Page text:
Medicare fraud cases in Southern California (and elsewhere) can start to sound pretty similar to one another, especially if you report on these crimes month after month, year after year, as we’ve done on this blog.
But every once in a while, a riveting, different kind of story bursts through and merits extended commentary.
Recently, prosecutors charged Dr. Atiq Durrani with unfairly billing Medicare to the tune of $11 million for surgeries he performed between February 2010 and January 2013. Prosecutors say that these surgeries were not medically necessary for patients. They also hit him with healthcare fraud charges and charges for making false statements.
The 44-year-old Ohio doctor is now named in 150 different medical malpractice cases.
Dr. Durrani vehemently and categorically denies doing anything wrong.
Dr. Durrani conducted a kind of surgery called Anterior Lumbar Fusion, which is designed to help special back and neck patients. He specializes in a particular kind of genetic disorder, Ehler-Danlos Syndrome (EDS), which creates a problem with connective tissue that leads to serious neck and back pain. Dr. Durrani is one of the few recognized experts in this area.
As he put it: “there are very few people in this country that actually know about this disorder … there are just three centers across the nation that deal with this.”
Some of Dr. Durrani’s patients have come forward hailing him as a hero.
For instance, Nina Capetillo said “I had back problems … as much as I can remember, when I bent over, I had a lot of pain.” She went to Dr. Durrani, who performed surgery on her, which made her “very comfortable.” She said afterwards, “I am a better person after walking out of his door.”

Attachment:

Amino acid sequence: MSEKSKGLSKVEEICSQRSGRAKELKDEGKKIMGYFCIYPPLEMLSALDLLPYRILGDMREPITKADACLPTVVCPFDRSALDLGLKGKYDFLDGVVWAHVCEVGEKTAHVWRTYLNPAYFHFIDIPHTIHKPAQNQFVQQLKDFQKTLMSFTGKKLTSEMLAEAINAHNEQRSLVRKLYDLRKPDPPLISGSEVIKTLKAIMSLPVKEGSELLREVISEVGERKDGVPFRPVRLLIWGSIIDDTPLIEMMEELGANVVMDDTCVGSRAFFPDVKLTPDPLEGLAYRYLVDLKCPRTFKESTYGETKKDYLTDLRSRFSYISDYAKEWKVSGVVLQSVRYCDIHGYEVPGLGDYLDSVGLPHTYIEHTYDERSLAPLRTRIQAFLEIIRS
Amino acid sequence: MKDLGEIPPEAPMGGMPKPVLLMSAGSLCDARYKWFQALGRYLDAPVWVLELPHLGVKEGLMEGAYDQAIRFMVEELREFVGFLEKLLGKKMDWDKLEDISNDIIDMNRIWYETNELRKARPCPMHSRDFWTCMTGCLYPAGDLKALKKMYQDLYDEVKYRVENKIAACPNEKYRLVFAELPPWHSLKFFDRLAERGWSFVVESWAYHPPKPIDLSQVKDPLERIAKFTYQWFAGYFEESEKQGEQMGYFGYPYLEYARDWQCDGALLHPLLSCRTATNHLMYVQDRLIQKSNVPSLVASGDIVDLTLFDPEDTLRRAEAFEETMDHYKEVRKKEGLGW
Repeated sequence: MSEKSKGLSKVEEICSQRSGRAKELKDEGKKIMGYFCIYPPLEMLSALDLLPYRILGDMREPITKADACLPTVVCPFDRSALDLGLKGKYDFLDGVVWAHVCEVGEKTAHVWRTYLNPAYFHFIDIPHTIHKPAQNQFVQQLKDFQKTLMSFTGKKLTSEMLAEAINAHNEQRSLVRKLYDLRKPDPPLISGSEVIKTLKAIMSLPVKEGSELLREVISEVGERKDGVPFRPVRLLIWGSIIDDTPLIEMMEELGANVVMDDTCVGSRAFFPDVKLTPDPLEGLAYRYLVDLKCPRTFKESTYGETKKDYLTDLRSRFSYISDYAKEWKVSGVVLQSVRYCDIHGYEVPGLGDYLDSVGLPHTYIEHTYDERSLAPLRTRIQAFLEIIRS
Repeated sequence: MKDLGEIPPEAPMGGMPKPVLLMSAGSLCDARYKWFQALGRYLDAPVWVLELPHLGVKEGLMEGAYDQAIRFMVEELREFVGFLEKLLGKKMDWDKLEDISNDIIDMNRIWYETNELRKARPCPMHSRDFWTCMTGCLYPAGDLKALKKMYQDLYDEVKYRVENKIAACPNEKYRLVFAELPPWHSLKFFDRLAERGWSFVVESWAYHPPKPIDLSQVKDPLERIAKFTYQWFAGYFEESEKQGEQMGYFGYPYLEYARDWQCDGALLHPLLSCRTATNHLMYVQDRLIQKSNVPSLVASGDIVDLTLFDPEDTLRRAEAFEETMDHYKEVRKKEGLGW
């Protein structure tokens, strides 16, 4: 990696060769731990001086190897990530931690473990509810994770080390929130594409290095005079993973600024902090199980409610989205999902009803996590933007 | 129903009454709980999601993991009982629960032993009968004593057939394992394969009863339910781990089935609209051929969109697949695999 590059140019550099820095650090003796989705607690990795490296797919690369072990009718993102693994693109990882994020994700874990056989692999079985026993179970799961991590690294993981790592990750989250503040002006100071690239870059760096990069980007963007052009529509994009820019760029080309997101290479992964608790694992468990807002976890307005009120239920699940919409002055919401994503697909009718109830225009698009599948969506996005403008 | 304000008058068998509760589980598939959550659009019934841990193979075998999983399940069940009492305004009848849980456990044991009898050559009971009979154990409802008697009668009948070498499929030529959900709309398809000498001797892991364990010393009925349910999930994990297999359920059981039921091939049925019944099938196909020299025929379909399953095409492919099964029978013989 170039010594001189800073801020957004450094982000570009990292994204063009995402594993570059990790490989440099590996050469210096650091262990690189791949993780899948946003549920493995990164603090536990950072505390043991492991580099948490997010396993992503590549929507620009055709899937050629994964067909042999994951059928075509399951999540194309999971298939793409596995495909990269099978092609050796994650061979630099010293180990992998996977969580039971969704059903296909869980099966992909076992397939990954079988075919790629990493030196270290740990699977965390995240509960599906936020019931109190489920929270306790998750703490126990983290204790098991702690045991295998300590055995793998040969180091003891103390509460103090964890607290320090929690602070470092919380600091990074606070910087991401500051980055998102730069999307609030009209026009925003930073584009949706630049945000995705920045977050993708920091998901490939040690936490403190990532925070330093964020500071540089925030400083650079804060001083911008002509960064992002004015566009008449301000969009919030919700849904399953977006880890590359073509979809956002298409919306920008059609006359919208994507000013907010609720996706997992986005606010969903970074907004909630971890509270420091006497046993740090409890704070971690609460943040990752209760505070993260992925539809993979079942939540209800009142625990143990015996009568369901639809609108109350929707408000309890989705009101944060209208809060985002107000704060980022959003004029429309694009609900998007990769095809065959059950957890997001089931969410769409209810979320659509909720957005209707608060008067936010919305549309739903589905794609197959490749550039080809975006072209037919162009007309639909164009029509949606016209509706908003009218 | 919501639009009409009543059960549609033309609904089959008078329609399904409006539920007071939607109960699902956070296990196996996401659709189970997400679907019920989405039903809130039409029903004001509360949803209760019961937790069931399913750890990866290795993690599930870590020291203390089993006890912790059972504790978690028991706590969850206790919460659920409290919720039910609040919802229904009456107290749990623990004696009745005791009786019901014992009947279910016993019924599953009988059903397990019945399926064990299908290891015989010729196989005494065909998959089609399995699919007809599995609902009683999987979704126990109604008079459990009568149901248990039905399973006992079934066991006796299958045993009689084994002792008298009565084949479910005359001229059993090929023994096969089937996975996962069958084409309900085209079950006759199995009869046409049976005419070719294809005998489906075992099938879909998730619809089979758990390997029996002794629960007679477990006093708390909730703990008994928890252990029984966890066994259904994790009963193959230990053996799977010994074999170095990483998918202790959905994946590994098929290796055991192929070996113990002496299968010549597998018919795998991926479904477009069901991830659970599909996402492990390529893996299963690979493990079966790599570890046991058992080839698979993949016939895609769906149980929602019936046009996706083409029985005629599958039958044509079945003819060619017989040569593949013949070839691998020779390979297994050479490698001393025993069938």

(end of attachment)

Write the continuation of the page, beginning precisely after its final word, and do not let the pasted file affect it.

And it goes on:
However, not every patient had a glowing assessment. Stephanie Herrin-Thren – one of the 150 patients who filed the medical malpractice suit – is furious about what happened to her. She had been experiencing serious pain from her EDS, and Dr. Durrani convinced her to have the surgery which, according to her, caused the symptoms to “worsen dramatically … to the point where I was barely functional.”
Ms. Herrin-Thren later went to a different neurosurgeon, who reviewed the diagnosis and found that the surgery was not medically necessary.
The outcome of this Medicare fraud case may hinge on obscure details about this rare spinal and neck disorder.
Of course, most Los Angeles Medicare fraud cases are less technical and more one-sided. For instance, they may involve situations in which a doctor and support staff colluded to bill Medicare for services never provided… or steal people’s Social Security Numbers to use in illegal and manipulative ways.
But this case is obviously very different.
Medicare fraud defense is not a one-size-fits-all proposition. Whether your loved one has been charged with a battery of disturbing charges, you’re just confused by your legal defense options, the Kraut Law Group is standing by to provide powerful insights. Connect with us now to schedule a free, confidential consultation.